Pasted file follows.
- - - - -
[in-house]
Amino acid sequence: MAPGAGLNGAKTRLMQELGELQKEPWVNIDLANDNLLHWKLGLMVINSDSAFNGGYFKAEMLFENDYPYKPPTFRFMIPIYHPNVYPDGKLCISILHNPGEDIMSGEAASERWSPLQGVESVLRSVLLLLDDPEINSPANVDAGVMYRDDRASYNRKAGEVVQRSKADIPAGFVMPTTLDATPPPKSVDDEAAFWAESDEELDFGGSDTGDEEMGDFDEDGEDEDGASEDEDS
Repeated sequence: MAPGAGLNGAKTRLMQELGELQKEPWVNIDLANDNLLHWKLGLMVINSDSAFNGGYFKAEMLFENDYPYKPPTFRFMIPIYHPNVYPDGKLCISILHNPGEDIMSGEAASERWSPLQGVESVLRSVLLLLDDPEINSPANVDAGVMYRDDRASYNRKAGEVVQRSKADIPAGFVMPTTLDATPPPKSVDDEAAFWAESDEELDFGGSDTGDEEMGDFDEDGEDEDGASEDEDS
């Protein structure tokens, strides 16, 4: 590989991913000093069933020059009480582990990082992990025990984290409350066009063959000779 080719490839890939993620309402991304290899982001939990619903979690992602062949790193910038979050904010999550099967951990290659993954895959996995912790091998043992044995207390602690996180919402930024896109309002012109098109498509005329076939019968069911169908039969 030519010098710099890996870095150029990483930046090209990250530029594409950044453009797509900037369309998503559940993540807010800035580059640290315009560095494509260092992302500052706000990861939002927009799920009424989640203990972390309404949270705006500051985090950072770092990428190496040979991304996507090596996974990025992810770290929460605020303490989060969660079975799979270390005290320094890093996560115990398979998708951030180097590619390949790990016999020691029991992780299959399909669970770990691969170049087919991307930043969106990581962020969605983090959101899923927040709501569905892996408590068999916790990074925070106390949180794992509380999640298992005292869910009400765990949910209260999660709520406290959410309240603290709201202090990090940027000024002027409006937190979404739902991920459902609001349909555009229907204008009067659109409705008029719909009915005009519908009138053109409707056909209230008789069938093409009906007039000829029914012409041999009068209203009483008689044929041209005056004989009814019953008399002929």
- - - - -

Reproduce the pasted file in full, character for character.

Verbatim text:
[in-house]
Amino acid sequence: MAPGAGLNGAKTRLMQELGELQKEPWVNIDLANDNLLHWKLGLMVINSDSAFNGGYFKAEMLFENDYPYKPPTFRFMIPIYHPNVYPDGKLCISILHNPGEDIMSGEAASERWSPLQGVESVLRSVLLLLDDPEINSPANVDAGVMYRDDRASYNRKAGEVVQRSKADIPAGFVMPTTLDATPPPKSVDDEAAFWAESDEELDFGGSDTGDEEMGDFDEDGEDEDGASEDEDS
Repeated sequence: MAPGAGLNGAKTRLMQELGELQKEPWVNIDLANDNLLHWKLGLMVINSDSAFNGGYFKAEMLFENDYPYKPPTFRFMIPIYHPNVYPDGKLCISILHNPGEDIMSGEAASERWSPLQGVESVLRSVLLLLDDPEINSPANVDAGVMYRDDRASYNRKAGEVVQRSKADIPAGFVMPTTLDATPPPKSVDDEAAFWAESDEELDFGGSDTGDEEMGDFDEDGEDEDGASEDEDS
């Protein structure tokens, strides 16, 4: 590989991913000093069933020059009480582990990082992990025990984290409350066009063959000779 080719490839890939993620309402991304290899982001939990619903979690992602062949790193910038979050904010999550099967951990290659993954895959996995912790091998043992044995207390602690996180919402930024896109309002012109098109498509005329076939019968069911169908039969 030519010098710099890996870095150029990483930046090209990250530029594409950044453009797509900037369309998503559940993540807010800035580059640290315009560095494509260092992302500052706000990861939002927009799920009424989640203990972390309404949270705006500051985090950072770092990428190496040979991304996507090596996974990025992810770290929460605020303490989060969660079975799979270390005290320094890093996560115990398979998708951030180097590619390949790990016999020691029991992780299959399909669970770990691969170049087919991307930043969106990581962020969605983090959101899923927040709501569905892996408590068999916790990074925070106390949180794992509380999640298992005292869910009400765990949910209260999660709520406290959410309240603290709201202090990090940027000024002027409006937190979404739902991920459902609001349909555009229907204008009067659109409705008029719909009915005009519908009138053109409707056909209230008789069938093409009906007039000829029914012409041999009068209203009483008689044929041209005056004989009814019953008399002929």